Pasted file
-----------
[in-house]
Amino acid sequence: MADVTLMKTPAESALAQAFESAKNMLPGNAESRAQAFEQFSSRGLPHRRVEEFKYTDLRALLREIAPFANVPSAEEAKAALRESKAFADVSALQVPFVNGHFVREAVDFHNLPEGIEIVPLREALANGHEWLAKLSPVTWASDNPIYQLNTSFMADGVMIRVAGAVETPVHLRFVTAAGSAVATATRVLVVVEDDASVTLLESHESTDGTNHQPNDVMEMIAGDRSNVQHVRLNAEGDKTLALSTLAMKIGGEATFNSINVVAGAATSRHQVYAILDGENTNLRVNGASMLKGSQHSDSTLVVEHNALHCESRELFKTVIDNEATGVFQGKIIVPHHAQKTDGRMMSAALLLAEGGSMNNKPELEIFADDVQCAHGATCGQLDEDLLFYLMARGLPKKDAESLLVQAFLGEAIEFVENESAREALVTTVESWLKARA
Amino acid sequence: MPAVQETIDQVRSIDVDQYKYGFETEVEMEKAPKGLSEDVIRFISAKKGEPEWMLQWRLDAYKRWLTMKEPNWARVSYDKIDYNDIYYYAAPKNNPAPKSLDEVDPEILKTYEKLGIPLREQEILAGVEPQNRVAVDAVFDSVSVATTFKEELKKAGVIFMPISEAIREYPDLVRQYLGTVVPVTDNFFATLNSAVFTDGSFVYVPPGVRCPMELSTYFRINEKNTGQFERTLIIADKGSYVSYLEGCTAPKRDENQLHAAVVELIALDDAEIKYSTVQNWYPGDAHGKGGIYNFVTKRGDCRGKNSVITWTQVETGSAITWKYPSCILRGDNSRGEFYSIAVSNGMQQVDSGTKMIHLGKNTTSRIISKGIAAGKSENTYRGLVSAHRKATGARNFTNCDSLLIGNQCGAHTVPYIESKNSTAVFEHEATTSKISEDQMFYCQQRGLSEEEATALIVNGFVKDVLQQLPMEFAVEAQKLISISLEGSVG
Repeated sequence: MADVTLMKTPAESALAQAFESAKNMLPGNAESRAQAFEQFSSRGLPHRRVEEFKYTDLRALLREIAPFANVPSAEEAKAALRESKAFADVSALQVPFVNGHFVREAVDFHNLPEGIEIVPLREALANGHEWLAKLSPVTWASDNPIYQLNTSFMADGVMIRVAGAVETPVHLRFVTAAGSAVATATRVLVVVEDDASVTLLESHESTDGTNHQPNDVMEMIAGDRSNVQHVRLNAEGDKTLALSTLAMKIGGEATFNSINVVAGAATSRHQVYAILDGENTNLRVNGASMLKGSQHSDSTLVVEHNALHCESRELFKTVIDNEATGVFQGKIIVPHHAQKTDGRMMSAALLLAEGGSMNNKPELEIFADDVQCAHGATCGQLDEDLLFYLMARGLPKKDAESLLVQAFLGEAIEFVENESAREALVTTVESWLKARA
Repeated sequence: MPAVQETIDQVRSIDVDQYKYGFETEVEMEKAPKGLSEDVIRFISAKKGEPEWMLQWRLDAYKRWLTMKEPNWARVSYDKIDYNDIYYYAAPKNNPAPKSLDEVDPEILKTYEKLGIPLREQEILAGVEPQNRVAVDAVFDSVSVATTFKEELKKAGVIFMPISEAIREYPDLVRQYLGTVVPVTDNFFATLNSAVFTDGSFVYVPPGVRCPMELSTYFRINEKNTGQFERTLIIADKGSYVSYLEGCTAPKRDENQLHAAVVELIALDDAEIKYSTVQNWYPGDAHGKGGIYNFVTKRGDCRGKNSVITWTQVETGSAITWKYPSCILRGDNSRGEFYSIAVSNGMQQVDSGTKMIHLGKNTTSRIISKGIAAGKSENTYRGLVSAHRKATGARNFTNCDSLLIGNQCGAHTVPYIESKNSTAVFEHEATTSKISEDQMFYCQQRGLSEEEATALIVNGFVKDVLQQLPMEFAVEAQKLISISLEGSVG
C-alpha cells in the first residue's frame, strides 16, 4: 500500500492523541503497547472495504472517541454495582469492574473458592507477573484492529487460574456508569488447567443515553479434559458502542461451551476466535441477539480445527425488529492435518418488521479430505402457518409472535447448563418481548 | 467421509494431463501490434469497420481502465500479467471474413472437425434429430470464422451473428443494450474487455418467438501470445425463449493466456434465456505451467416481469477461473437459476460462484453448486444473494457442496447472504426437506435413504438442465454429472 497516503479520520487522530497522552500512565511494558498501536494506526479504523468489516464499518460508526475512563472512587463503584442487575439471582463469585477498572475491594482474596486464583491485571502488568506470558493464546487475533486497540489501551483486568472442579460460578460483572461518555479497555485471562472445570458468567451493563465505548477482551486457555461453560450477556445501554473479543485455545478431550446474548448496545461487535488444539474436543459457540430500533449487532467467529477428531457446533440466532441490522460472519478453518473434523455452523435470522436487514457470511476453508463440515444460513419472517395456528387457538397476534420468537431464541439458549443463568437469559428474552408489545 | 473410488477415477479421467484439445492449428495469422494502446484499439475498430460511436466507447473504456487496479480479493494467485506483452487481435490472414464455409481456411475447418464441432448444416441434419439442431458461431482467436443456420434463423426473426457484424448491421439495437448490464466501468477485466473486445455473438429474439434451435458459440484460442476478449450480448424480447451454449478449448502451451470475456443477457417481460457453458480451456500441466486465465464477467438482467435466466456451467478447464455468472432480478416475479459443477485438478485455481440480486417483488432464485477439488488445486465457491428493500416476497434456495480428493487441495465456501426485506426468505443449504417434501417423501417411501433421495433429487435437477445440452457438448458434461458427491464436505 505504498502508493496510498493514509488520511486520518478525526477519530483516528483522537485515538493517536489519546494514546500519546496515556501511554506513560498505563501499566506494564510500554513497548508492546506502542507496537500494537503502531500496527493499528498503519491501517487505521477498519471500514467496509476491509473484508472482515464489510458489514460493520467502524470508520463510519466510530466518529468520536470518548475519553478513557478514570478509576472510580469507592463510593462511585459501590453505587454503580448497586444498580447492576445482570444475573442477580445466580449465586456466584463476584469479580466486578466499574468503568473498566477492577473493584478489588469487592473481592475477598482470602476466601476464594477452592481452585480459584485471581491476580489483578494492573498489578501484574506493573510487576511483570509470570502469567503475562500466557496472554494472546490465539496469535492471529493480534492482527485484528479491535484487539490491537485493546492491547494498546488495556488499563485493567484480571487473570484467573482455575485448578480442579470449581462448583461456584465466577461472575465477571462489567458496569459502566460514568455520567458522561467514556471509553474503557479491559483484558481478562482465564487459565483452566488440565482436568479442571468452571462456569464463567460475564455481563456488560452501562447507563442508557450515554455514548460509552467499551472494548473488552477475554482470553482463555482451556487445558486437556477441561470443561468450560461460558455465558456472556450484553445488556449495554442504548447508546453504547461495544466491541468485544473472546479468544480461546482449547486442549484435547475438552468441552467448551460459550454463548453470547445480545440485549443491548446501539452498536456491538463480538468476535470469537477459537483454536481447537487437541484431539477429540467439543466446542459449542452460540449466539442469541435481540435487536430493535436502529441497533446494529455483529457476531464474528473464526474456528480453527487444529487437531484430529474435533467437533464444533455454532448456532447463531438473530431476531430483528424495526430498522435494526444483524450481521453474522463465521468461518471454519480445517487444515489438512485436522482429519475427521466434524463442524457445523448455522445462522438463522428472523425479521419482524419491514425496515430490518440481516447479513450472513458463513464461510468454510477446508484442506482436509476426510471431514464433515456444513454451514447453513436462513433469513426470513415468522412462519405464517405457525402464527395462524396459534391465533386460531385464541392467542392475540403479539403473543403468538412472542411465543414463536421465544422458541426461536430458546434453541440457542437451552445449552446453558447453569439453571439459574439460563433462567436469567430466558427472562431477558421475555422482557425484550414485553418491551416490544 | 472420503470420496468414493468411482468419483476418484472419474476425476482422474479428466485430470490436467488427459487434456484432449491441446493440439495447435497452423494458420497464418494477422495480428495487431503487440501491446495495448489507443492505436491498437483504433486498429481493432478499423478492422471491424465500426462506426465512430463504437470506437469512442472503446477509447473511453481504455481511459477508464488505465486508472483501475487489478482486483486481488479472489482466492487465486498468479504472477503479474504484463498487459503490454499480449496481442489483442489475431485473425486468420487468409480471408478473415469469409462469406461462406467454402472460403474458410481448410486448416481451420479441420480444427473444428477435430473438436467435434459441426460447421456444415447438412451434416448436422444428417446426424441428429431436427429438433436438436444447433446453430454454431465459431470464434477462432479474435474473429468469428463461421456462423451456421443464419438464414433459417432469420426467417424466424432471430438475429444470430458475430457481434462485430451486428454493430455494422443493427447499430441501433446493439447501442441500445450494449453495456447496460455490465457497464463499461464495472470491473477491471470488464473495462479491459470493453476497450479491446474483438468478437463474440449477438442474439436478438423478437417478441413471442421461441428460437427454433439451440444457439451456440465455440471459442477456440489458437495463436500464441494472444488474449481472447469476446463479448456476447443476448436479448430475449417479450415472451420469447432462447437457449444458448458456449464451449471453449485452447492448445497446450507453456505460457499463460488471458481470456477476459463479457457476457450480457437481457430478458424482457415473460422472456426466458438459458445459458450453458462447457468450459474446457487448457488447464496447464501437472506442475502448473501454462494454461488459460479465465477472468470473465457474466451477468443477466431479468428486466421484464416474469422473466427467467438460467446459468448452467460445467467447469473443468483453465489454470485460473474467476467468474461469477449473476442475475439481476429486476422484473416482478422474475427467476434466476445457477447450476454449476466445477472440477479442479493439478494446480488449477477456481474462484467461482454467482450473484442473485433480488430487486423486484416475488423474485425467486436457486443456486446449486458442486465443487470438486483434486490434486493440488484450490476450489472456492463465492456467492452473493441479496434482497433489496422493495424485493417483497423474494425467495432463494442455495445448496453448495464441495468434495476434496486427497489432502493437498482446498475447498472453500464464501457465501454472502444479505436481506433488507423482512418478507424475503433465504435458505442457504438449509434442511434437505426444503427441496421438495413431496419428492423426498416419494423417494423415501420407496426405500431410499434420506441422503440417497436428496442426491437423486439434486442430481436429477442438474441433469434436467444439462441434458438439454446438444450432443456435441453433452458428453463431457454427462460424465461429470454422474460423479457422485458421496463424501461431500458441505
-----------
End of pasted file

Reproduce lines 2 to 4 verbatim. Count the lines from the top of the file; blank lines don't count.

Amino acid sequence: MADVTLMKTPAESALAQAFESAKNMLPGNAESRAQAFEQFSSRGLPHRRVEEFKYTDLRALLREIAPFANVPSAEEAKAALRESKAFADVSALQVPFVNGHFVREAVDFHNLPEGIEIVPLREALANGHEWLAKLSPVTWASDNPIYQLNTSFMADGVMIRVAGAVETPVHLRFVTAAGSAVATATRVLVVVEDDASVTLLESHESTDGTNHQPNDVMEMIAGDRSNVQHVRLNAEGDKTLALSTLAMKIGGEATFNSINVVAGAATSRHQVYAILDGENTNLRVNGASMLKGSQHSDSTLVVEHNALHCESRELFKTVIDNEATGVFQGKIIVPHHAQKTDGRMMSAALLLAEGGSMNNKPELEIFADDVQCAHGATCGQLDEDLLFYLMARGLPKKDAESLLVQAFLGEAIEFVENESAREALVTTVESWLKARA
Amino acid sequence: MPAVQETIDQVRSIDVDQYKYGFETEVEMEKAPKGLSEDVIRFISAKKGEPEWMLQWRLDAYKRWLTMKEPNWARVSYDKIDYNDIYYYAAPKNNPAPKSLDEVDPEILKTYEKLGIPLREQEILAGVEPQNRVAVDAVFDSVSVATTFKEELKKAGVIFMPISEAIREYPDLVRQYLGTVVPVTDNFFATLNSAVFTDGSFVYVPPGVRCPMELSTYFRINEKNTGQFERTLIIADKGSYVSYLEGCTAPKRDENQLHAAVVELIALDDAEIKYSTVQNWYPGDAHGKGGIYNFVTKRGDCRGKNSVITWTQVETGSAITWKYPSCILRGDNSRGEFYSIAVSNGMQQVDSGTKMIHLGKNTTSRIISKGIAAGKSENTYRGLVSAHRKATGARNFTNCDSLLIGNQCGAHTVPYIESKNSTAVFEHEATTSKISEDQMFYCQQRGLSEEEATALIVNGFVKDVLQQLPMEFAVEAQKLISISLEGSVG
Repeated sequence: MADVTLMKTPAESALAQAFESAKNMLPGNAESRAQAFEQFSSRGLPHRRVEEFKYTDLRALLREIAPFANVPSAEEAKAALRESKAFADVSALQVPFVNGHFVREAVDFHNLPEGIEIVPLREALANGHEWLAKLSPVTWASDNPIYQLNTSFMADGVMIRVAGAVETPVHLRFVTAAGSAVATATRVLVVVEDDASVTLLESHESTDGTNHQPNDVMEMIAGDRSNVQHVRLNAEGDKTLALSTLAMKIGGEATFNSINVVAGAATSRHQVYAILDGENTNLRVNGASMLKGSQHSDSTLVVEHNALHCESRELFKTVIDNEATGVFQGKIIVPHHAQKTDGRMMSAALLLAEGGSMNNKPELEIFADDVQCAHGATCGQLDEDLLFYLMARGLPKKDAESLLVQAFLGEAIEFVENESAREALVTTVESWLKARA